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Brexit And Its Likely Implications

Wednesday, 07 March 2018, 23:58 IST
By SiliconIndia



On 17 January 2017, Theresa May gave her anticipated ‘Brexit’ speech detailing the United Kingdom’s exit strategy from the European Union. One of the more publicized statements made by the Prime Minister during her speech was the announcement that the United Kingdom ‘could not possibly’ be able to remain within the European single market following its exit from the European Union, suggesting that failing to do so would ‘to all intents and purposes mean not leaving the EU at all’.


Impact on business


The impact of Brexit on businesses is uncertain. This is because neither the British government nor the EU have come out with their respective positions. Be that as it may, the following could be the implications if ‘Hard Brexit’ is followed without any deal and at the time of writing this article, the government does not have a clue as to what would be the economic consequences or impact of no deal.

Sectoral implications

(a)   Banking and Finance

There could be uncertainty for financial institutions. EU legislations give fundamental underpinning to capital markets, securitization and banking lending. British financial institutions rely on fundamental legislation such as Markets in Financial Institutions Directives which give institutions the ability of availability of ‘Passport’ facility or conducting business throughout Europe without a license. It would be uncertain whether these financial institutions would be treated like their non-EU institutions or not.

(b)   Real Estate

Investors may defer major investment decisions until the details of Brexit are available. Some investors may implement pre-planned Brexit strategies they have put in place individually. Potential laws of free movement for workers could impact hotel and construction industries.

(c)    European Companies

The EU statute allows European public limited companies to be formed in any EU state which may be affected in the future.

(d)   Airlines

Airlines rely on EU derived traffic rights to fly freely to non-UK/EU destinations which may be affected. Virtually all protection regulations binding airline operations in the UK are based upon EU regulations which may be impacted. Safety and technical regulations for UK aerospace companies is predominantly within the remit of European Aviation Safety Agency. It is unclear whether this could be impacted or not.

(e)   Telecommunications

It is unclear what would be the policy agenda and its legislation with regard to mobile roaming rates and user’s rates relating to electronic communication.

(f)     Oil and Gas

This industry is unlikely to be affected much since legislation covering the oil and gas industry is unlikely to change. This is because most of the legislations are derived from international arrangements to which the UK is a party, such as the UN Convention on the Law of the Sea..

(g)   Construction

UK construction sector is heavily reliant on European workers and the tighter control on immigration is a concern. Impact of UK’s formal exit from the EU and its current legislative framework would depend entirely on the agreement between EU countries and UK. If demand for labour outstrips supply, this will have implications on labour cost, which may impact the overall construction costs.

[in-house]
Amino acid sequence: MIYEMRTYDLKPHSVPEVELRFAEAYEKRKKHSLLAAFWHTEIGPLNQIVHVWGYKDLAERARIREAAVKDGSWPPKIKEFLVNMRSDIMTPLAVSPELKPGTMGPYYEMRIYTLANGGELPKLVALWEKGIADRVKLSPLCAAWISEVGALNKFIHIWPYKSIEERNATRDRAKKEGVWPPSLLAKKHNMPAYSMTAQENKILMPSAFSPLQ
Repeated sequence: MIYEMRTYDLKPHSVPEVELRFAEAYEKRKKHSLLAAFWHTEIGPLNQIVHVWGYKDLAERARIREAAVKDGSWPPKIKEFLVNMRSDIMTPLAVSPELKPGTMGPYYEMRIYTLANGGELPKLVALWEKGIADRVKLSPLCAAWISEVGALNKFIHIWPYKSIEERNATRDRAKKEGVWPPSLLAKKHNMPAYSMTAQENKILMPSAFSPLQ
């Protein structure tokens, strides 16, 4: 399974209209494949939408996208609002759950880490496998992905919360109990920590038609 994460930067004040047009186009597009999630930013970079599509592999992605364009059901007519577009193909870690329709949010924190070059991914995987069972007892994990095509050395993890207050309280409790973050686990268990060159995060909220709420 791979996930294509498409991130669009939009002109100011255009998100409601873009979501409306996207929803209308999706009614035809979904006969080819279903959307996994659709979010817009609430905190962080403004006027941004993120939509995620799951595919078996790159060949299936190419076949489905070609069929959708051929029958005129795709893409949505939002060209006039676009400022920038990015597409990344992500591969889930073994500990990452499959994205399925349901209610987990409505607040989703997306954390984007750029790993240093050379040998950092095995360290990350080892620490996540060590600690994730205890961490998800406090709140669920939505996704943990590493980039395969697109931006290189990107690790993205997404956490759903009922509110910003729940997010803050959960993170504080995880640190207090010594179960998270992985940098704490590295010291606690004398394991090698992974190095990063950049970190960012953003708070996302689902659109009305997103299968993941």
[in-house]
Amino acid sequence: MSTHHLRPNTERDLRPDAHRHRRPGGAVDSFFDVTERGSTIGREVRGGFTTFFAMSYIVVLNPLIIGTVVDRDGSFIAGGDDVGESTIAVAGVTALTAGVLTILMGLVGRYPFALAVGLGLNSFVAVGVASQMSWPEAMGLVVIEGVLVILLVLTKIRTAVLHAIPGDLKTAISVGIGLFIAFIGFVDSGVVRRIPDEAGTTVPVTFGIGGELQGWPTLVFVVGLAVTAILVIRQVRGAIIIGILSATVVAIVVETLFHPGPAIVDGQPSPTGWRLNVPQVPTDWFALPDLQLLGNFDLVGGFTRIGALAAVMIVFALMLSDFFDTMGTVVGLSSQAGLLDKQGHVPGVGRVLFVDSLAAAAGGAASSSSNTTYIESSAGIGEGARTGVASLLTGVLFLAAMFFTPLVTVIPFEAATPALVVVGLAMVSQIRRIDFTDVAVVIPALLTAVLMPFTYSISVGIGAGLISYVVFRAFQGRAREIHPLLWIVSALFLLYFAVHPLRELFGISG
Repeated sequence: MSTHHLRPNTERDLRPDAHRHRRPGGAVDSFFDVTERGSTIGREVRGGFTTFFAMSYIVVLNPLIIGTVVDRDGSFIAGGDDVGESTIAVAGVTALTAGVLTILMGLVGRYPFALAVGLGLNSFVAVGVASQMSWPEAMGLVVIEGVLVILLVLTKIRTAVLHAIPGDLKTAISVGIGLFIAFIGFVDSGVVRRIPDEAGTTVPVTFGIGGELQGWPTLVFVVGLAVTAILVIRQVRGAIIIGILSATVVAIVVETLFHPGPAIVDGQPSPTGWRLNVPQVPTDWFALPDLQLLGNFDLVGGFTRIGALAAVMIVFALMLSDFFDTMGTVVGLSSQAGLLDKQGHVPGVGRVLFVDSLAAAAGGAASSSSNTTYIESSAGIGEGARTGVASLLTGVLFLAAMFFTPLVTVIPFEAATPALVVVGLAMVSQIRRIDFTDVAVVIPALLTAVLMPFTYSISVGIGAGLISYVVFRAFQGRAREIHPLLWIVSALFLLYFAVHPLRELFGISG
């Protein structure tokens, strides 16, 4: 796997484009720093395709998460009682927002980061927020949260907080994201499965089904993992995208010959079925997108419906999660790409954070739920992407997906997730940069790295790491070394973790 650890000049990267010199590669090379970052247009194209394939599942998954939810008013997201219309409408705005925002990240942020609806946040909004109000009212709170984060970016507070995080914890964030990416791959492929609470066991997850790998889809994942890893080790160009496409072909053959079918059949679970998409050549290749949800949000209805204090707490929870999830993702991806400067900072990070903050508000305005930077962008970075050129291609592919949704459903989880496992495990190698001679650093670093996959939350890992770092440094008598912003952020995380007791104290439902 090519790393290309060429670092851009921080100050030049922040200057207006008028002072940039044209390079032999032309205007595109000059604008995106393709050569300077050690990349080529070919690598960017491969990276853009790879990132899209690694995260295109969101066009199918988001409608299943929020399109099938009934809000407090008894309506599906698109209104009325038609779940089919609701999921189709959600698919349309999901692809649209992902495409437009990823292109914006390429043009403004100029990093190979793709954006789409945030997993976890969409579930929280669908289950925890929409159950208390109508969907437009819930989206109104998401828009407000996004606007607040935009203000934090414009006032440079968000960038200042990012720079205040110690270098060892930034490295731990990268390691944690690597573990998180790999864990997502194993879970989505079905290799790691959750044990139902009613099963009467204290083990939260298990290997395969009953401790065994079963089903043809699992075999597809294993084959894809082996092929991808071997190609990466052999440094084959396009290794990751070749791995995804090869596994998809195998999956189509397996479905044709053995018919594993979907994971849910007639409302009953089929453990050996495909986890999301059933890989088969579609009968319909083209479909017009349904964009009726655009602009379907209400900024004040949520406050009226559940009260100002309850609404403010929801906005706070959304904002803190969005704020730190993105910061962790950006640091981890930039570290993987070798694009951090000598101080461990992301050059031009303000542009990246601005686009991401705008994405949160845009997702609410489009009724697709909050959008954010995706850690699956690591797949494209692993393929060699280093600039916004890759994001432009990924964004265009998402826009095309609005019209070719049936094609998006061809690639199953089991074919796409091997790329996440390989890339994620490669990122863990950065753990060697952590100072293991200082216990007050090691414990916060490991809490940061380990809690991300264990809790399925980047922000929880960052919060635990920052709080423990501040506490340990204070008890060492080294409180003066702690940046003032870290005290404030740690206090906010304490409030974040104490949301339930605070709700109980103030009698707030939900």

(h)   Immigration

This is a major area of concern for EU citizens in the UK. It is estimated that there are 3.5 million EU nationals who are presently working or residing in the UK. Will they be subject to any kind of visa control considering that immigration was a major issue at the Brexit referendum? There is no clarity on this. This will have substantial impact on the businesses who may suddenly experience skill shortage.

(i)     Technology

Brexit will have an impact on UK law relating to technology to some extent. The wider effect of Brexit will be substantial on the UK technology sector because of substantial EU funding in this sector. Already concern has been expressed by the technology and research companies over their future funding.

(j)     Financial Services

The UK legislative framework for the regulation of the financial services sector is currently derived from both domestic and EU level legislation. The EU-wide regulation of financial services consists of directives but requires UK member states to ratify them. It all depends on the negotiation as to how post-Brexit the financial services sector would be operating in the UK.

(k)    Agricultural Services

Presently the United Kingdom is under the ‘Common Agricultural Policy’ of the EU which may be affected unless the British government manages to clinch a good deal on it especially in the marine sector.

(l)     Intellectual Property Rights

Presently, enforcement of intellectual property rights (IPRs) can be done on pan-EU basis. Once the UK leaves the EU, it may well be forced out of this unified system).


The Parliament has voted in favour of giving Theresa May permission to trigger Article 50 and begin negotiations with the EU. The uncertainty as to what will be the implications when the UK leaves the EU still seems to be unclear. Although it may be years before EU concepts such as freedom of movement and the single market are completely abandoned within the UK, it is essential that the substitutes for these allow businesses and industries thriving within the UK at the present moment are developed in time which will give flexibility to the operating entities here to continue to conduct their operations globally including within Europe.

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